Thursday, 27 April 2017
My first reaction to AoS was decidedly negative because of the terrible launch decisions but I started wheeling out some of my old fantasy armies, when the General's Handbook came out and I could build a fair army to play an opponent, and discovered the game was great fun.
But I had no intention of buying any new models, none whatsoever ye ken, under no circumstances, and then I wandered into my flgs and saw the starter set and the models were Oooooooh and the price was reasonable and.........
Centre piece of the army is a monster kit, that can be assembled as a giant undead bat or dragon. I chose the bat and used it as a mount for my Ghoul King.
The paving on the base is scratch-built from plastic card, fish-tank gravel and sand. I wanted to give a ruined ancient city look to match the fluff in the Battletome, that I also sorta bought (but second hand on ebay - honest).
One also gets the bits for three 'small monsters' that can be assembled to give a variety of running or flying characters of 'heavy' troops. I chose to build them as Crypt Flayers.
Finally, you get some cannon fodder, ten crypt ghouls let by a Crypt Ghast or you can upgrade the ghast to an independent character, the Crypt Ghast Courtier.
The box contents are a playable army of around 600 pts or so, depending what options you choose to build.
You are short of ordinary foot, so I use 20 Oldhammer Zombies as ghouls to pad out the army. These are crummy models - too big for the stands so they stand shoulder to shoulder in a ranked army more like Guardsmen than Zombies - but fine as fillers for my Court.
So what did I learn about the army in its first tryout against Seraphon.
You have some highly mobile units that can be across the battlefield in a flash of wings.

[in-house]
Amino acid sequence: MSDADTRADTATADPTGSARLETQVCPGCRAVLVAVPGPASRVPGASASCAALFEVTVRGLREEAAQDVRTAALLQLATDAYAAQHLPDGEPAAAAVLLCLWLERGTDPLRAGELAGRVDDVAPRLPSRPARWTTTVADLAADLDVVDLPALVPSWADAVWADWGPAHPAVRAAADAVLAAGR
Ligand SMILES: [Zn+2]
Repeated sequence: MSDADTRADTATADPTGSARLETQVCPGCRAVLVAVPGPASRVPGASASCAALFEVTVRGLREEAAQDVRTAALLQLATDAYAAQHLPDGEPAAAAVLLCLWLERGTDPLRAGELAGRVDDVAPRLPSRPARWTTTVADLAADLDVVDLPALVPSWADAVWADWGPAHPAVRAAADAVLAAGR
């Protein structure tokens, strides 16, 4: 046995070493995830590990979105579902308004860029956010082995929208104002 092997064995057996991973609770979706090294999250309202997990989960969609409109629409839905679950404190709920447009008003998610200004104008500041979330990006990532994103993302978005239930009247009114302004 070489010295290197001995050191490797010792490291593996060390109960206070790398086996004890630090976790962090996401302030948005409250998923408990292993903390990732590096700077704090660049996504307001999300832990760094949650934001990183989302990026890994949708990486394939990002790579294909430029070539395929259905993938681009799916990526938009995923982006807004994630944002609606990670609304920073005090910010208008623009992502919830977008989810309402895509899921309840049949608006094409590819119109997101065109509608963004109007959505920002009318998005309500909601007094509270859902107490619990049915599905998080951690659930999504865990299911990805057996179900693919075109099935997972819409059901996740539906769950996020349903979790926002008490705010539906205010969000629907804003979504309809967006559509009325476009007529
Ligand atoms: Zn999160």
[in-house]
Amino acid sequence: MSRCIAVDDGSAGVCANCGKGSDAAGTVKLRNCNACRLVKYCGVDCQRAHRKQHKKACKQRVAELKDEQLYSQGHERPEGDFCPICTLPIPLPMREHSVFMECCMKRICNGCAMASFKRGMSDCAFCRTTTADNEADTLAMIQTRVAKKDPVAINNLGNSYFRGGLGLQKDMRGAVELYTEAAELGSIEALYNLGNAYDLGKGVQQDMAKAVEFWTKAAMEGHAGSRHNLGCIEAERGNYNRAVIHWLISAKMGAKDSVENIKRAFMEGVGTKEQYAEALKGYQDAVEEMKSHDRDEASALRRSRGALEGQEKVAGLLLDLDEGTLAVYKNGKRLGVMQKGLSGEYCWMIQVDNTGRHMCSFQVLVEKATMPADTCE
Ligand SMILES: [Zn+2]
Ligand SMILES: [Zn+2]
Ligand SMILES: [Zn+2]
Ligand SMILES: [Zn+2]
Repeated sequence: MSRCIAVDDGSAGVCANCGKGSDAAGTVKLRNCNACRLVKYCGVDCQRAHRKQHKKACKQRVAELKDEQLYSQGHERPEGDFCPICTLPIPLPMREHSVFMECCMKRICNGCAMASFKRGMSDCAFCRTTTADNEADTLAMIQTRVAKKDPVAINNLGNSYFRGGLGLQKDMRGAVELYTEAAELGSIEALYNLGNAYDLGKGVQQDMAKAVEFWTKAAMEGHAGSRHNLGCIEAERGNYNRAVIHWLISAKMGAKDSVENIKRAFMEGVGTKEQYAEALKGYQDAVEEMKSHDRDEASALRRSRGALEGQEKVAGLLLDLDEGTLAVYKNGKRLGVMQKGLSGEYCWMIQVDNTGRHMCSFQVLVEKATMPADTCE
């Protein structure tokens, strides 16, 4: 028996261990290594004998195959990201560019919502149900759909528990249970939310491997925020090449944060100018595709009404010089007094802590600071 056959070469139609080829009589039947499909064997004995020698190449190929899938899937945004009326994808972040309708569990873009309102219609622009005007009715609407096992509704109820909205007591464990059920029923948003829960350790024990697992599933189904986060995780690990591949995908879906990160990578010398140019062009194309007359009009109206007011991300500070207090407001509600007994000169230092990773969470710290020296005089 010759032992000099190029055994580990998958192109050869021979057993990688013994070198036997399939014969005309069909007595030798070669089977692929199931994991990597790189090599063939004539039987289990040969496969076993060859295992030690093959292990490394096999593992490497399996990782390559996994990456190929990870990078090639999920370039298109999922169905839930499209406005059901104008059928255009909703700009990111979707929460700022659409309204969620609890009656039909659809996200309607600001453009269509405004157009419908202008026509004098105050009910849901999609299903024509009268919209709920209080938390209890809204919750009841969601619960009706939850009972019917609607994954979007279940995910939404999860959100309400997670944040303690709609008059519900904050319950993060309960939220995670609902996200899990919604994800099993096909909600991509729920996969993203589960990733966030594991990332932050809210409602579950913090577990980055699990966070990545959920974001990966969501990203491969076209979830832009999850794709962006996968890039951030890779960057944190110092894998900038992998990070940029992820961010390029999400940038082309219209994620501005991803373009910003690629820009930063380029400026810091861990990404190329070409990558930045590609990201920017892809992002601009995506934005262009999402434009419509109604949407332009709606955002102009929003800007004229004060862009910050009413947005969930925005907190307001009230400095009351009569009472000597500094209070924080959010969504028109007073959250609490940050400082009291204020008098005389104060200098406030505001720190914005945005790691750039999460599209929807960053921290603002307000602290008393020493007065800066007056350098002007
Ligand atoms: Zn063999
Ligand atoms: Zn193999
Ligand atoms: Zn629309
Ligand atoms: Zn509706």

Your units hit hard on the attack.
Crummy armour save, you need to use your unit's advantages to take out the opposition before they wear you down
I also learnt a few things about AoS
We already have 'codex-creep': (i) 'new' armies like Seraphon and Courts are much tougher than old armies like Slaves to Darkness and (ii) winning the initiative can have a sizable impact on the balance of the game.
So there we are and, of course, I shall not buy any more.
No really, I can give this up whenever want....
Monday, 24 April 2017
You know all those expensive codexes you bought: well you can throw them away chaps and chapesses. They will not be compatible with 8th edition.
But fear not if you feel that you have not quite given GW enough cash yet - there is a last chance to buy unusable, useless codexes on the GW site - no doubt at full price, obvously.
Friday, 14 April 2017
Monday, 3 April 2017
Age of Sigmar has, since they sorted it out a bit, given me an excuse to make some of the Oldhammer armies in miniature that I always fancied but couldn't afford. One of them was Slaves to Darkness: I give you my 'Despicables'.
All the units but one were bought for reasonable sums second hand from eBay.
My Chaos Lord is assembled from spare bits that an eBay seller kindly bunged in the box for free.
This is a new Reaper Bones model purchased for two of our Brexit Pounds.
The knights are the heavy hitters of the army.
Very useful on the charge as a follow unit to the knights. This was a well made and painted model that I only had to blend in with the rest of my army by freshening up the colours.
This model had been coated in araldyte so required cleaning and disassembling in paint stripper: horrible job but the results are good.
In Humbrol 'multicolour' metallic green.
The cannon fodder for holding ground.
The paint jobs are designed to suggest a non-specific Chaos Army but sinister, with lots of glossy black, dark metallics and various multicolour sprays - highlighted with bright metallic green and blue.